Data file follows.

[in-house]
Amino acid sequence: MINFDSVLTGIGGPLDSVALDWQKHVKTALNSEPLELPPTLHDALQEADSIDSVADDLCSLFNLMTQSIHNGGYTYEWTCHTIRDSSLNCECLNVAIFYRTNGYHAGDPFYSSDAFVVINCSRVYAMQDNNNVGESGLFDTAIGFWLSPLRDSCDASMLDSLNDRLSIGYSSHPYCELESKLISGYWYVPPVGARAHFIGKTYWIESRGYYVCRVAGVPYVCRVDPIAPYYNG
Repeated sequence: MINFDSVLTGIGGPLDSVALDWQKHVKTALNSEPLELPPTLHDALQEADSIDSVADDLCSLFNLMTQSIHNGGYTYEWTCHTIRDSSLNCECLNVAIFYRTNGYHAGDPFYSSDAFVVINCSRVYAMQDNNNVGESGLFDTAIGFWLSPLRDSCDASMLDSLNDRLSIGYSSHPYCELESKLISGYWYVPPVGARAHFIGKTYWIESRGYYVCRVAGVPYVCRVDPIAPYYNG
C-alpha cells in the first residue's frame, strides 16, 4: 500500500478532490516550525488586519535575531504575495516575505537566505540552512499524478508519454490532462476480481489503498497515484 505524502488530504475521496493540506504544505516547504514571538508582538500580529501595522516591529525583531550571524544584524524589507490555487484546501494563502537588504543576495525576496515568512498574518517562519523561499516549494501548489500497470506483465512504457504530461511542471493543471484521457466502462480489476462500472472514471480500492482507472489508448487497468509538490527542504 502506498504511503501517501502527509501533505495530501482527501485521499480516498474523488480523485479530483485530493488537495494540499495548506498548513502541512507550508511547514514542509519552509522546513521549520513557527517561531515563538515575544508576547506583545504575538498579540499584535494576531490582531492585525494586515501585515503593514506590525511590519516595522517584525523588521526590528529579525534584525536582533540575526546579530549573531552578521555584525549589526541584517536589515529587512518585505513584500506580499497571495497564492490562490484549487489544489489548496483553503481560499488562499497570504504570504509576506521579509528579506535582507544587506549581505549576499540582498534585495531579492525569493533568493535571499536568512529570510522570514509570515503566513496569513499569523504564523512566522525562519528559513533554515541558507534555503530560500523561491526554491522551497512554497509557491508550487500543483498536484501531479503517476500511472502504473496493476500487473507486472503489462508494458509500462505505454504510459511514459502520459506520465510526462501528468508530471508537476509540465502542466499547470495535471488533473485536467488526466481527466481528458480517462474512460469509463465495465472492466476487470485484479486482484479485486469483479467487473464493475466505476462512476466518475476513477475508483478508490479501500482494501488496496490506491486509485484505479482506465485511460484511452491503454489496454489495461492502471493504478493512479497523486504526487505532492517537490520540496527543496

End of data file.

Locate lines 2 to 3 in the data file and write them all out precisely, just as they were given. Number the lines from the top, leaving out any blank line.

Amino acid sequence: MINFDSVLTGIGGPLDSVALDWQKHVKTALNSEPLELPPTLHDALQEADSIDSVADDLCSLFNLMTQSIHNGGYTYEWTCHTIRDSSLNCECLNVAIFYRTNGYHAGDPFYSSDAFVVINCSRVYAMQDNNNVGESGLFDTAIGFWLSPLRDSCDASMLDSLNDRLSIGYSSHPYCELESKLISGYWYVPPVGARAHFIGKTYWIESRGYYVCRVAGVPYVCRVDPIAPYYNG
Repeated sequence: MINFDSVLTGIGGPLDSVALDWQKHVKTALNSEPLELPPTLHDALQEADSIDSVADDLCSLFNLMTQSIHNGGYTYEWTCHTIRDSSLNCECLNVAIFYRTNGYHAGDPFYSSDAFVVINCSRVYAMQDNNNVGESGLFDTAIGFWLSPLRDSCDASMLDSLNDRLSIGYSSHPYCELESKLISGYWYVPPVGARAHFIGKTYWIESRGYYVCRVAGVPYVCRVDPIAPYYNG